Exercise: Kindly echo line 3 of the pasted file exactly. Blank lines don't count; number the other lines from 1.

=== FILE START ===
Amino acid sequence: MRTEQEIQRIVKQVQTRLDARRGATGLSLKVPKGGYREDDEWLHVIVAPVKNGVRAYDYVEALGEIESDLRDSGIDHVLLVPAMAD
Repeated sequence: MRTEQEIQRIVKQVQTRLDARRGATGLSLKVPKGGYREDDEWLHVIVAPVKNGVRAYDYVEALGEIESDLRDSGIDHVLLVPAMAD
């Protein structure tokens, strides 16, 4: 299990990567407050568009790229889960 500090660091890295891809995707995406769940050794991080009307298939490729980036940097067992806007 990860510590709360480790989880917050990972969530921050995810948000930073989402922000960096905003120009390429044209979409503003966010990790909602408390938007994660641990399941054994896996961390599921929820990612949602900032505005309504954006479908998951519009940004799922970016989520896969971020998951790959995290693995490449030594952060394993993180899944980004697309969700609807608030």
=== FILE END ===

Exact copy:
């Protein structure tokens, strides 16, 4: 299990990567407050568009790229889960 500090660091890295891809995707995406769940050794991080009307298939490729980036940097067992806007 990860510590709360480790989880917050990972969530921050995810948000930073989402922000960096905003120009390429044209979409503003966010990790909602408390938007994660641990399941054994896996961390599921929820990612949602900032505005309504954006479908998951519009940004799922970016989520896969971020998951790959995290693995490449030594952060394993993180899944980004697309969700609807608030």